Photon-noise: is a single-pixel camera better than point scanning? A signal-to-noise ratio analysis for Hadamard and Cosine positive modulation


  • Scotté Camille
  • Galland Frédéric
  • Rigneault Hervé


  • Single-pixel imaging
  • Single-pixel camera
  • Multiplexing
  • Hadamard spectrocopy
  • Fourier spectroscopy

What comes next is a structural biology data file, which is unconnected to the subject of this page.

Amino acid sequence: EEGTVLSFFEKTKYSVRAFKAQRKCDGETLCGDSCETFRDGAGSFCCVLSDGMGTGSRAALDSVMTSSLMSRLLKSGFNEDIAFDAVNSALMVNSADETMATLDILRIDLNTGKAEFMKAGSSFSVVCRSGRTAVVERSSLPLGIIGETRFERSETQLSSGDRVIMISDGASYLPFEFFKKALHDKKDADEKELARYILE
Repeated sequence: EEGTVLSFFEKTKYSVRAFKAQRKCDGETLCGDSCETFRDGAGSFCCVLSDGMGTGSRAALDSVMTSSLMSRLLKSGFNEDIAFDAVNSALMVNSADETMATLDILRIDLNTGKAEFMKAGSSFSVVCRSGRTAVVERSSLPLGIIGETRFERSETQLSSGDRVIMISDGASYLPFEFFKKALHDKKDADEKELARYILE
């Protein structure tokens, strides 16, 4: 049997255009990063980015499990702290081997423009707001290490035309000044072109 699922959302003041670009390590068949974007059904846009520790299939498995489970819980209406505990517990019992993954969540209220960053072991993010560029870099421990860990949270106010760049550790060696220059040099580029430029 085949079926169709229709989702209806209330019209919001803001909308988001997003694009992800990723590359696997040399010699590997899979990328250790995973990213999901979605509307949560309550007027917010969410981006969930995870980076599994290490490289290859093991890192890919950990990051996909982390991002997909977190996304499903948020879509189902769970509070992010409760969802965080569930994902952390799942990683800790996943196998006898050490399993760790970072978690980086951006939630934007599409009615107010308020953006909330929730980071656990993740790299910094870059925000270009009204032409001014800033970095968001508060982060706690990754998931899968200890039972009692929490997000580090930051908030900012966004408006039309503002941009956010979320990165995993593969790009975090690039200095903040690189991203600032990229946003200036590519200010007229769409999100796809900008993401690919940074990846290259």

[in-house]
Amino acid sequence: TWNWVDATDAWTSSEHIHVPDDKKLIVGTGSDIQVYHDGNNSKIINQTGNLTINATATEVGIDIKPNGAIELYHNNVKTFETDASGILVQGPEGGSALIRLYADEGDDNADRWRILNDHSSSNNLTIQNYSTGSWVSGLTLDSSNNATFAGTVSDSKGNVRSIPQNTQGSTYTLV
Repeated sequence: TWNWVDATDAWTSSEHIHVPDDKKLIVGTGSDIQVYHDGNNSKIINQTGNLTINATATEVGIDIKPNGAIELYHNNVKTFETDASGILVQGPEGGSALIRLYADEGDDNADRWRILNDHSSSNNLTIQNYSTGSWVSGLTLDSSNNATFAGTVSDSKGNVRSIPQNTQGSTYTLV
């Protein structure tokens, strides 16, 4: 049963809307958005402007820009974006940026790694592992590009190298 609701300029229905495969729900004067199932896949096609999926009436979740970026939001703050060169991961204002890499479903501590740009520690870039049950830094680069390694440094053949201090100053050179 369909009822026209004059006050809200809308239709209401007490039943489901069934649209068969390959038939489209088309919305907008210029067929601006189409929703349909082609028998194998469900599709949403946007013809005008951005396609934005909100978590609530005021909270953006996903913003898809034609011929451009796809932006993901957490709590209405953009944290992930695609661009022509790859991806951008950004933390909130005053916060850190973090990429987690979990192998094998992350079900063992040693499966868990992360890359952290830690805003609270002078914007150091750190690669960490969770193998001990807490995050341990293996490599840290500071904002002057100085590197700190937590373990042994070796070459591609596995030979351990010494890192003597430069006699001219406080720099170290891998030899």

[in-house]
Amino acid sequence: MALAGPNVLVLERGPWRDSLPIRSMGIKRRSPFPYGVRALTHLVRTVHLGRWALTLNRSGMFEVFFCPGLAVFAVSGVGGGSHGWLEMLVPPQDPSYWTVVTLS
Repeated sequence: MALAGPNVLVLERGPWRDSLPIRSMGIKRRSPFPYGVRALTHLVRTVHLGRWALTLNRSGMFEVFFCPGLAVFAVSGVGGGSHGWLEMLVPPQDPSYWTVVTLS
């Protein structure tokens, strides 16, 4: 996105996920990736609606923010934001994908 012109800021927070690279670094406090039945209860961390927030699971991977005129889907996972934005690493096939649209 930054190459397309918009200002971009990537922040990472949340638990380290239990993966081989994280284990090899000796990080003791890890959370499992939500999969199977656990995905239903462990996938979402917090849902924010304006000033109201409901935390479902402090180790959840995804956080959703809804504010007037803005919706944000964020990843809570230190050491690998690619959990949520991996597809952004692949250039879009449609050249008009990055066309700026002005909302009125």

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In a single-pixel camera, an unknown object is sequentially illuminated by intensity patterns. The total reflected or transmitted intensity is summed in a single-pixel detector from which the object is computationally reconstructed. In the situation where the measurements are limited by photon-noise, it is questionable whether a single-pixel camera performs better or worse than simply scanning the object with a focused intensity spot— a modality known as point raster scanning and employed in many laser scanning systems. Here, we solve this general question and report that positive intensity modulation based on Hadamard or Cosine patterns does not necessarily improve the single-to-noise ratio (SNR) of single-pixel cameras, as compared to point raster scanning (RS). Instead, we show that the SNR is only improved on object pixels at least k times brighter than the object mean signal, where k is a constant that depends on the modulation scheme (modulation matrix, number of detectors, etc). The constant k is derived for several widespread cases and has important consequences on the choice of the optical deign. This fundamental property is demonstrated theoretically, numerically, and is experimentally confirmed in the spatial domain (wide-field fluorescence imaging) and in the spectral domain (spontaneous Raman spectral measurements). Finally, we provide user-oriented guidelines that help decide when and how multiplexing under photon-noise should be used instead of point RS.

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